If any of you Melbourne art peeps haven’t been yet, head down to the NGV and check out Bill Viola’s ‘Ocean Without A Shore’ installation. It’s pretty powerful stuff an well worth the trip.

On another note… i just bought a Korg nanokontroller, so i can begin twiddling nobs and practising my VJing skillz 😀

Yesterday I finally went and bought a Mac. As I sit here typing this on the shiny aluminium keyboard I can’t help but wonder…”Do I really need this?”

As an artist/filmmaker primarily interested in moving image, technology is my bread and butter. Using a computer IS necessary for me to create what I have in my mind, to explore all creative options and it’s substantially cheaper than any analogue approach using film etc.

I ended up buying a MacBook pro 13″, the lowest model I could get that still had a firewire port. Now don’t get me wrong, it’s a great machine and I’m sure it’ll run well; however is it the wisest use of my $? I estimate that compared to the pc alternative about 1/3 to 1/4 of the total price is just paying for the shiny design and luminous goddamn logo. Steve Jobs is probably rubbing my money all over his greasy chest right now. That extra 1/3 could have maybe paid rent for a month or fixed my dslr camera.

So why did I get a Mac and not a PC I hear you ask? Well for a few reasons. Let’s not get into the “mac is better than pc hurrpdurrrp” bullshit. I needed a laptop so I can begin to vj and mix videos live which is something I’ve been looking to get into for a while now. Both PCs and Macs are completely suitable for this. The biggest reason I decided to go Mac is so I can edit with Final Cut Pro in my bedroom studio. I’ve been editing with Adobe Premier Pro on a PC for a while now and it’s a great program, however I’ve been having serious issues with audio glitches and also Adobe Media Encoder has been playing up on me for a few years now, which is integral to exporting finished data from Premiere Pro. There are no massive differences between Premiere and Final Cut I have seen so far except for stability. So for this reason alone I have payed extra than I should have for a Mac.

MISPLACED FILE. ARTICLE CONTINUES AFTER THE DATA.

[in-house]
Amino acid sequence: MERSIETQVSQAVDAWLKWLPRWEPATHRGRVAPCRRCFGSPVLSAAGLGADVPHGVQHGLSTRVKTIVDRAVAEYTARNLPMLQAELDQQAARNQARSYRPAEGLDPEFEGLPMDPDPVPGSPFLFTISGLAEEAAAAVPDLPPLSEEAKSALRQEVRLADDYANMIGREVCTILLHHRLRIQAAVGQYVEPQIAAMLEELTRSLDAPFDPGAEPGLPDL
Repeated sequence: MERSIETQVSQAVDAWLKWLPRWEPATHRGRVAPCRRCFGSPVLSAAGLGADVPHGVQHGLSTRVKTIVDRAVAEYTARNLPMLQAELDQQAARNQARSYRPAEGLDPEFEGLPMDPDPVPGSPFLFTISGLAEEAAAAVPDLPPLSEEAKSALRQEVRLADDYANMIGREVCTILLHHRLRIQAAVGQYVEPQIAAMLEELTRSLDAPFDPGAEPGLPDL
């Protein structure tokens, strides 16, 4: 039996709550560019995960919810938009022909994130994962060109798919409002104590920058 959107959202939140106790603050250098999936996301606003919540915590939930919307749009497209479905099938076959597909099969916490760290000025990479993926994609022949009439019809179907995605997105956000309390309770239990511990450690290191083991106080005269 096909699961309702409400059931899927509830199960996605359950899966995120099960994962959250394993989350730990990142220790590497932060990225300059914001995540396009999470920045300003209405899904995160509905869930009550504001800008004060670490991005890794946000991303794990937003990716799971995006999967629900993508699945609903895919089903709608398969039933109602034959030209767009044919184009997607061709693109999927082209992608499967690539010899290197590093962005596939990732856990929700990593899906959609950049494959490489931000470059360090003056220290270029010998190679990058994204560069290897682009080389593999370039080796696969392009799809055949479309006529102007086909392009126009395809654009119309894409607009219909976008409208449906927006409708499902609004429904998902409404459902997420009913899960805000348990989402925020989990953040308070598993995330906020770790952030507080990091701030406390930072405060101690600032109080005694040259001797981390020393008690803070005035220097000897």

So why do most digital artists use Macs? This has always struck me as peculiar as artists tend to be a fairly poor bunch. Perhaps many artists also pay for extra stability within their system at the cost of flexibility and customizability. Maybe some artists working with technology are just ‘techtarded’. If this is the case you can just GTFO right now you FUCKING POSER! If you can’t be assed to do a little bit of research, find out and experiment for yourself, you should just go play with paints or some shit. *cough cough* Sorry about that. People who use the tired excuse of “it’s too new” or “too difficult” piss me off! I know that ‘artist’ is such a loose term these days(thanks post-modernism) but back in the early 20th century being a progressive artist meant also being interested and reading up on scientific/medical/philosophical and technological findings. I hope that many of you other artists out there are still holding true to that.

Being an artist who is earning little to no money off his work yet, and may never, I have to accept the fact that I need to produce great work from equipment that is not and will never be ‘top of the line’. Don’t think you need to get ‘the best’ to begin creating awesome work. Take away a great painter’s expensive paints and he will improvise and continue to create amazing work. The same goes for digital artists. Even if you’re sitting there right now reading this on your old windows ’98 beige box, you can and should still strive to create great work.

PERMIAN /______\